Joan Howell, a young and pretty maid-for-hire, meets and begins dating wealthy New York City businessman Tom Milford. Embarrassed about bringing him back to her tiny apartment that she ... See full summary »
Rich socialite Chantal marries Eugene, a photographer, and everything seems blissful until her envious friend attempts to break them up. In desperation, she turns to her mother, but the advice she receives may do more harm than good.
When Mrs. Call's heart condition acts up, Tammy tags along in the trip to Los Angeles when the old lady is getting her surgery. Since there are no guest quarters in the hospital, Tammy gets... See full summary »
Tammy leaves the river in Mississippi to attend college, developing a relationship with Tom Freeman (John Gavin). Sandra Dee replaces Debbie Reynolds in this and the third Tammy movie. This... See full summary »
An English woman and her daughter enlist the aid of a cowboy to try and get their hardy hornless bull to mate with the longhorns of Texas, but have to overcome both greedy criminals and the natural elements.
Frank Michaelson, well respected President of the Pacific Pallisades Board of Education, is appearing in front of a Board hearing addressing the issue of the widespread public outcry asking for either his dismissal or resignation because of a series of salacious front page newspaper stories, complete with photographs, on his recent goings-on. In addressing these unsubstantiated charges, Frank attributes all the incidents on his eldest daughter, Mollie Michaelson, now just shy of her twentieth birthday, no longer being the sweet child he had always pictured her as, but now rather a desirable young woman. Frank and his wife Anne first noticed Mollie blossoming into such when she went away to college, first to Hawthorne, a girls' college in New England, and then to a prestigious art school in Paris. In Frank noticing Mollie becoming a desirable woman and her leaving home happening at the same time, Frank admits that he had troubles letting go of Mollie and thus he did whatever he felt he... Written by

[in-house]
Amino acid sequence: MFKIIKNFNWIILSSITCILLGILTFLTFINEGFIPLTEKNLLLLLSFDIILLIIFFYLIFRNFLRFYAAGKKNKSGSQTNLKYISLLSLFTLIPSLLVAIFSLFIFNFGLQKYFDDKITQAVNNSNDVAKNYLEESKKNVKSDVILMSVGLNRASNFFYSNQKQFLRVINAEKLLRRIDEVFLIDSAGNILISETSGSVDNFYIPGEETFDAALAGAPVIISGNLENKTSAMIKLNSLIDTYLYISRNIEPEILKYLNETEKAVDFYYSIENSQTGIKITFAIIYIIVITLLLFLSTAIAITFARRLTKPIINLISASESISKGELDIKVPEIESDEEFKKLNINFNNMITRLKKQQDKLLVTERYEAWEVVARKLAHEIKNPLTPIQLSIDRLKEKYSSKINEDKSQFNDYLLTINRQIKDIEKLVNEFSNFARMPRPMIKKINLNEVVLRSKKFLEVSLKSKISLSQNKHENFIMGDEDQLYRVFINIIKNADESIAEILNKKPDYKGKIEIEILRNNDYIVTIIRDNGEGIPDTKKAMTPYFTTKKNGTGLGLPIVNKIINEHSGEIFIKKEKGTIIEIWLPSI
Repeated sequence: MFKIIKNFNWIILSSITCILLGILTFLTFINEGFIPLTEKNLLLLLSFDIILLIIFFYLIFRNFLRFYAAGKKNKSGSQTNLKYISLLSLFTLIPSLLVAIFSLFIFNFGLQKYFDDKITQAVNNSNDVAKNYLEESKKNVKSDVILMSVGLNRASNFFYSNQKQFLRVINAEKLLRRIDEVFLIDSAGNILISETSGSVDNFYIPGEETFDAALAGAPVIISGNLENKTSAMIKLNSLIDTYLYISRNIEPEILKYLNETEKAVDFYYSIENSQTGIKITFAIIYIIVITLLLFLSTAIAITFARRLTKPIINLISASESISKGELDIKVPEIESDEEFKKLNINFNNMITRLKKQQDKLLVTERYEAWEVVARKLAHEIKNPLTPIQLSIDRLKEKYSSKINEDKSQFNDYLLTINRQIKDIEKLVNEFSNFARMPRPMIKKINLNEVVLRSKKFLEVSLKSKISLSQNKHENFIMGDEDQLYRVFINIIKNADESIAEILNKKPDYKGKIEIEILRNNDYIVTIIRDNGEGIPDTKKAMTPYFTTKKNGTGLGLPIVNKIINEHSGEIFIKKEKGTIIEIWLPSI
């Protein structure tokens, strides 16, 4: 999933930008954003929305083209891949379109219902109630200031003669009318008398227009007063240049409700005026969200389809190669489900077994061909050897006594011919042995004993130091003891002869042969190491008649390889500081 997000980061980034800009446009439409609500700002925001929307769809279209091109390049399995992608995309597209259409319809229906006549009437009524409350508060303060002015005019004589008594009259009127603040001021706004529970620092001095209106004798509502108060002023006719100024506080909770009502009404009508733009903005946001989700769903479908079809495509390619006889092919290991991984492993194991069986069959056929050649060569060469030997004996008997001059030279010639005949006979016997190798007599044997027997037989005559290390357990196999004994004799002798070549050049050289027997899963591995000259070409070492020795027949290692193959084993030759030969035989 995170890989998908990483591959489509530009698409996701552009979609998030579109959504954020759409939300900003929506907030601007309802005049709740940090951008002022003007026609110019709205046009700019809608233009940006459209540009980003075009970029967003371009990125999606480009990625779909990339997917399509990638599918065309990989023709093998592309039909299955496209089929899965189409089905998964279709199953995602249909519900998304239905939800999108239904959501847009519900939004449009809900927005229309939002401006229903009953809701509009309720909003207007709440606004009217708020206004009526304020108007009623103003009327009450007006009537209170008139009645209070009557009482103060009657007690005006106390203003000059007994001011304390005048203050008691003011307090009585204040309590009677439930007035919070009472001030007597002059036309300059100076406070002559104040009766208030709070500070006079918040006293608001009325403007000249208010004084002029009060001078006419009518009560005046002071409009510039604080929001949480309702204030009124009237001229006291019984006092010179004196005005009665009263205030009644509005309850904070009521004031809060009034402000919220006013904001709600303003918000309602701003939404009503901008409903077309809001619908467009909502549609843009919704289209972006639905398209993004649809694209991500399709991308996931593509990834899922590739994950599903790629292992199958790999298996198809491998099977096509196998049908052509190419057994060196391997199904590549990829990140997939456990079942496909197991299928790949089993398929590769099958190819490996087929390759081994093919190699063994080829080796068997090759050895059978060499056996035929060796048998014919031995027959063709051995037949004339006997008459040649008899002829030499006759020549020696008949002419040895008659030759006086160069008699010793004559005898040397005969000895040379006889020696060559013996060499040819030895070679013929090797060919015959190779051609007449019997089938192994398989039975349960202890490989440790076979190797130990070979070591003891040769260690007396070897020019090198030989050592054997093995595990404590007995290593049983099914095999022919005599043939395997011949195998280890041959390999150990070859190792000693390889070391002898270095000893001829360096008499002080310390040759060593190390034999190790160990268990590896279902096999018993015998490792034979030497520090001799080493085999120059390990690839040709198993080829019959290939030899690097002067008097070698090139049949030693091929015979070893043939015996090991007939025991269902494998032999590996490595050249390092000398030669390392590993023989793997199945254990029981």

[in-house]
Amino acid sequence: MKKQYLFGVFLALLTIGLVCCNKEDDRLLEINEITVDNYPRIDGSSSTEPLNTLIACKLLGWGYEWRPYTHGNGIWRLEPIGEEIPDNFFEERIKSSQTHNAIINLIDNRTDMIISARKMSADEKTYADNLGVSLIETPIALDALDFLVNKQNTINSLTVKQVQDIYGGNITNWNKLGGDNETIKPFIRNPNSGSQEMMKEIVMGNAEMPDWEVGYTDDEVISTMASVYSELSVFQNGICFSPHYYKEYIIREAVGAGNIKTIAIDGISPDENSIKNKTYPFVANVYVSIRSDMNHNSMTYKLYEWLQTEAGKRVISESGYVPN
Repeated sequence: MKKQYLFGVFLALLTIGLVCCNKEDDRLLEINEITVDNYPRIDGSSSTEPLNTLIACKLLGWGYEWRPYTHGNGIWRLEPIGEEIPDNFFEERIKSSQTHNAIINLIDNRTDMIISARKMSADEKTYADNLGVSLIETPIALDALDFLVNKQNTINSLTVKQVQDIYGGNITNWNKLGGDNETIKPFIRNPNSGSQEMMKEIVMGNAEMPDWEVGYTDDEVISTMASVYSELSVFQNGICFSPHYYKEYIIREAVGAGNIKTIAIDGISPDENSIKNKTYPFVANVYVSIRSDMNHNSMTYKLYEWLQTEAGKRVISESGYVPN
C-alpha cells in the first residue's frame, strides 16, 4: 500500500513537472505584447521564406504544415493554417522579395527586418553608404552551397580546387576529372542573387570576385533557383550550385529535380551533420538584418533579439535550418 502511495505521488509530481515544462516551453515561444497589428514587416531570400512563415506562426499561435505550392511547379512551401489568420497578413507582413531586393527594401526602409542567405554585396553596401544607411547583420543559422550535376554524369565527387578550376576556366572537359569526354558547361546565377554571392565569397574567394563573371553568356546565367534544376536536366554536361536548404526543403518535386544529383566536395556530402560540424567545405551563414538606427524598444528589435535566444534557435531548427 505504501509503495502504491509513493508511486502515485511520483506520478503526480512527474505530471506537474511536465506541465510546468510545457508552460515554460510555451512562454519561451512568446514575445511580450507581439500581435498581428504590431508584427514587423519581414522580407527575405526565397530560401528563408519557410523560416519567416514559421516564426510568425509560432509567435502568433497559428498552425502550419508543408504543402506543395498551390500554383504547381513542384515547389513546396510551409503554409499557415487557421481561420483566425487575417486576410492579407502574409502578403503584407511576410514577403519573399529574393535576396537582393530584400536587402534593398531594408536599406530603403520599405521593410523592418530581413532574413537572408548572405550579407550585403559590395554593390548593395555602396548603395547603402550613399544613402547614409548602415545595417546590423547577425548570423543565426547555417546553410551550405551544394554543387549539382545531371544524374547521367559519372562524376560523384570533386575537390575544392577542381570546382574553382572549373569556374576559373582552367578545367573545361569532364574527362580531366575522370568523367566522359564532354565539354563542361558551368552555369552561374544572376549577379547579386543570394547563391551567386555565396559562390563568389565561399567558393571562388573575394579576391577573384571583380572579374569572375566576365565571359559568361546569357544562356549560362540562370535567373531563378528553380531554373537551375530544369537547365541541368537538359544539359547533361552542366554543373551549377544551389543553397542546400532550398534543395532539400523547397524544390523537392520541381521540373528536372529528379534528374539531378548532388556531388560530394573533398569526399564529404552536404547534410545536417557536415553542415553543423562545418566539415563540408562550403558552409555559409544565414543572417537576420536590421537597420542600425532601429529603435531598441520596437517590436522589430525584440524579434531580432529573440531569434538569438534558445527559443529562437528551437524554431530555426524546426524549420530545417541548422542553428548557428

The original Braodway production of the musical "Take Her, She's Mine" opened at the Biltmore Theater on December 21, 1961 and ran for 404 performances. Art Carney, Audrey Meadows "Honeymooners" co-star, originated the role of Frank Michaelson. See more »
Upon arrival in Paris, Mr Michaelson is referred to by the policeman who is assisting him with his taxi as "Mr Stewart" - twice in English and at least once in French. However, this is a running gag that the character looks like Jimmy Stewart. See more »
During a three year stretch, James Stewart made three comedies--three films that just didn't seem to suit his talents all that well. The problem with MR. HOBBES TAKES A VACATION, DEAR BRIGETTE and TAKE HER SHE'S MINE is that they all try too hard to be kooky. There is no subtlety about them and Stewart essentially plays the same befuddled role three different times. While none of these films are terrible, compared to his other wonderful films, they just seem to come up very short.
TAKE HER SHE'S MINE begins with Stewart explaining to the local council about all the publicity he's recently received. So, in a long, long series of flashbacks, Stewart explains away potentially damaging news reports as just misunderstandings--all which incidentally occurred while he was following his daughter (Sandra Dee) at college because he was worried she would become a "loose woman". Again and again, he assumes she is much more of a libertine than she is, yet he ends up getting arrested on morals charges himself.
While the idea of a worrying father having trouble letting go of his daughter is a clever idea, the execution and style leaves so much to be desired. Instead of great insight into a father's worries or simply making a clever film, too ofter the film degenerates towards kookiness and cheap laughs. In many ways, this movie looks and feels much more like a sitcom minus the annoying laugh-track.
The bottom line is that Stewart was an amazing actor whose films are quite often brilliant and sublime. Sadly, not everything he made was gold and it's hard to imagine that just after making THE MAN WHO SHOT LIBERTY VALANCE, he made these silly pieces of fluff. Watchable yet dopey.
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